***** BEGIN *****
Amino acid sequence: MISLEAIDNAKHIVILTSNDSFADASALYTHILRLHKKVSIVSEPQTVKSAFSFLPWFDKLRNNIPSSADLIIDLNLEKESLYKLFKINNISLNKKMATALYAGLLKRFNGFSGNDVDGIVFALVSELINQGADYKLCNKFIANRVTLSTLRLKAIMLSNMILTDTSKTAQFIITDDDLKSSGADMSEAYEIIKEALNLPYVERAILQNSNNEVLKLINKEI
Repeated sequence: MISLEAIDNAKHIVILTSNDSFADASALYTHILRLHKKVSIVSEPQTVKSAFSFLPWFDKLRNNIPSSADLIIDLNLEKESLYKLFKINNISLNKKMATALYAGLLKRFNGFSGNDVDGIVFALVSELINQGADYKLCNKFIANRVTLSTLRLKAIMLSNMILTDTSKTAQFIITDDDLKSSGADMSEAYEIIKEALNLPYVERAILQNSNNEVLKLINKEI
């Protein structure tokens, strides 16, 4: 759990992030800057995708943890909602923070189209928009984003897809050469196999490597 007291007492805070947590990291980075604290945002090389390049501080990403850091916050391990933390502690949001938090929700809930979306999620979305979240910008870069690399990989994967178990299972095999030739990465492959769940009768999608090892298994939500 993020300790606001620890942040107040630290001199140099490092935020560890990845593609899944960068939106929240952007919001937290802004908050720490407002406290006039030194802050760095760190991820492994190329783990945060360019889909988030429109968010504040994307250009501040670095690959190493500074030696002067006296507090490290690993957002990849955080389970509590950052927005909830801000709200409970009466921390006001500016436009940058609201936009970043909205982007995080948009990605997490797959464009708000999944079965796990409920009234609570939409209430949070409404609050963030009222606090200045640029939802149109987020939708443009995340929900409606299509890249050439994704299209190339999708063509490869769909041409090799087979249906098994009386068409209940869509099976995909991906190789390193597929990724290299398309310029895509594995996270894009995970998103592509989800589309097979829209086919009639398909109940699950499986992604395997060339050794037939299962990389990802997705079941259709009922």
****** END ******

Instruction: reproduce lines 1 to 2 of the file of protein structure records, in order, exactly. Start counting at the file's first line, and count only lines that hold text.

Amino acid sequence: MISLEAIDNAKHIVILTSNDSFADASALYTHILRLHKKVSIVSEPQTVKSAFSFLPWFDKLRNNIPSSADLIIDLNLEKESLYKLFKINNISLNKKMATALYAGLLKRFNGFSGNDVDGIVFALVSELINQGADYKLCNKFIANRVTLSTLRLKAIMLSNMILTDTSKTAQFIITDDDLKSSGADMSEAYEIIKEALNLPYVERAILQNSNNEVLKLINKEI
Repeated sequence: MISLEAIDNAKHIVILTSNDSFADASALYTHILRLHKKVSIVSEPQTVKSAFSFLPWFDKLRNNIPSSADLIIDLNLEKESLYKLFKINNISLNKKMATALYAGLLKRFNGFSGNDVDGIVFALVSELINQGADYKLCNKFIANRVTLSTLRLKAIMLSNMILTDTSKTAQFIITDDDLKSSGADMSEAYEIIKEALNLPYVERAILQNSNNEVLKLINKEI